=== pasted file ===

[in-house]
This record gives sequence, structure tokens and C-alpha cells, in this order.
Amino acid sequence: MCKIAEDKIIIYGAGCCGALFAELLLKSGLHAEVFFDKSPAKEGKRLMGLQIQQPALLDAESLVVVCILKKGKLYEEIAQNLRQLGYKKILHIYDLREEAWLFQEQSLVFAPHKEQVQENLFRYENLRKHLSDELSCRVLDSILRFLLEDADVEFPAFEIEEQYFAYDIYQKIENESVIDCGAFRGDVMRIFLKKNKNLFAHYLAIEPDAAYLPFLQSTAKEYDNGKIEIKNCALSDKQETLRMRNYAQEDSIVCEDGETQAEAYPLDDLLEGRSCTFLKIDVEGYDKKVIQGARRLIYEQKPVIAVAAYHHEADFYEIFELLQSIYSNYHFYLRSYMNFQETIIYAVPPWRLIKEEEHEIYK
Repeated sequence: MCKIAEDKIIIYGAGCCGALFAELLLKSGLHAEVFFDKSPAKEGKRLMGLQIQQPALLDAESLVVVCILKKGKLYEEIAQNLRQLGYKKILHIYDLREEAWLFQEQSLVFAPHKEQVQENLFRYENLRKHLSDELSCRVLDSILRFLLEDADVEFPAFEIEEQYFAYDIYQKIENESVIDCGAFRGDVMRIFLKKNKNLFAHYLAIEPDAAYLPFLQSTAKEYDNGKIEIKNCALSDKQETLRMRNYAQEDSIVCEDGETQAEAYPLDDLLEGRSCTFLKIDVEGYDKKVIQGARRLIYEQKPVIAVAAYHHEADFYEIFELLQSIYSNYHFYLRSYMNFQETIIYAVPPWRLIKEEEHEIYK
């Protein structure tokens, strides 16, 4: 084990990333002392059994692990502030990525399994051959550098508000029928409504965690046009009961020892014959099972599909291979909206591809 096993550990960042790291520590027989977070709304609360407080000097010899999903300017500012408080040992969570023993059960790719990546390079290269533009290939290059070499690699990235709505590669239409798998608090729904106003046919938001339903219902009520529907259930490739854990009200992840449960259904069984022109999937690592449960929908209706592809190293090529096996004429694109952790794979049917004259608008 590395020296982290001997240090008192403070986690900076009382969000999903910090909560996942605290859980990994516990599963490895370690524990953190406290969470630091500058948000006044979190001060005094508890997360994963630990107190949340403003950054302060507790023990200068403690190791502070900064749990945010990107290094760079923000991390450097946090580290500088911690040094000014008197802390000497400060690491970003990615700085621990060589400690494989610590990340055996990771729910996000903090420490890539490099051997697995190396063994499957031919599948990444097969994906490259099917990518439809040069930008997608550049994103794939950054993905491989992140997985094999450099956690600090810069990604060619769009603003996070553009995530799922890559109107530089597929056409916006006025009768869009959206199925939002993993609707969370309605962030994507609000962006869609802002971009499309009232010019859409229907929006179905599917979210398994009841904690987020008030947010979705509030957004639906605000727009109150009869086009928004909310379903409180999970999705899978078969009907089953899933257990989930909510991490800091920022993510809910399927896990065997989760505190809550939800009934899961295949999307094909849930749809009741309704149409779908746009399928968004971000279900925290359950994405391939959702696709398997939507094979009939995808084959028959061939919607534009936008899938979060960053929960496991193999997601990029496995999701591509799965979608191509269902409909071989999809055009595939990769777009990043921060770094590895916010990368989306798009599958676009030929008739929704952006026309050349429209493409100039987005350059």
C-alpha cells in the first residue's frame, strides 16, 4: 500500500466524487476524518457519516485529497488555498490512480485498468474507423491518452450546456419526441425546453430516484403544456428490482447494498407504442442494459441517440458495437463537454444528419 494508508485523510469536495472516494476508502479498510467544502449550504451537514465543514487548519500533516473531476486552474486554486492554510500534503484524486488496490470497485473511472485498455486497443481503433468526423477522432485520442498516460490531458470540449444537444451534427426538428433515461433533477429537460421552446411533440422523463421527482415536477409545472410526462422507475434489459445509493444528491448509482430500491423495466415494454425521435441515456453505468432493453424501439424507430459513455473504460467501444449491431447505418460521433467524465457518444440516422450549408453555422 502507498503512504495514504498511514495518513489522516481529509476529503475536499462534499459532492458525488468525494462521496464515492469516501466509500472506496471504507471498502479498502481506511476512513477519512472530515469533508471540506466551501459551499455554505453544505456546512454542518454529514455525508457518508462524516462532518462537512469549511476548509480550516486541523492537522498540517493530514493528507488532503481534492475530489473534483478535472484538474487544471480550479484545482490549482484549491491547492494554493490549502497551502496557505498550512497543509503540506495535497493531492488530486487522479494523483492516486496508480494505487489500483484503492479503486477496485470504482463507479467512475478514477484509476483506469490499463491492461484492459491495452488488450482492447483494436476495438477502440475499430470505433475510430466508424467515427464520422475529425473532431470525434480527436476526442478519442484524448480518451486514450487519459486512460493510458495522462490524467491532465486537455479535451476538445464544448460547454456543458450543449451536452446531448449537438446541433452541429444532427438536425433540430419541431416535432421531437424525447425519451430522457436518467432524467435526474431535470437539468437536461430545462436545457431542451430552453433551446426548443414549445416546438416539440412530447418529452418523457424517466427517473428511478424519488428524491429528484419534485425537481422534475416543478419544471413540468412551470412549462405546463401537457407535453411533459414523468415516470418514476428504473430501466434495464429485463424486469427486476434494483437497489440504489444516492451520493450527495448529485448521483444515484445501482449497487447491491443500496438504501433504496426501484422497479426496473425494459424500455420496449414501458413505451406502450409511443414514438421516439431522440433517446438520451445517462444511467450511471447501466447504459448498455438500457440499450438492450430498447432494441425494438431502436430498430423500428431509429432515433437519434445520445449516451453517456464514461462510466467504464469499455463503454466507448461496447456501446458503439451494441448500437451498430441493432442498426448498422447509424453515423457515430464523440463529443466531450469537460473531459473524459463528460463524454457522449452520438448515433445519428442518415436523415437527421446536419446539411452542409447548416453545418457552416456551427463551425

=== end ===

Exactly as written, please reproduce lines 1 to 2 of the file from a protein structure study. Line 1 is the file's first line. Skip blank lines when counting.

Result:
[in-house]
This record gives sequence, structure tokens and C-alpha cells, in this order.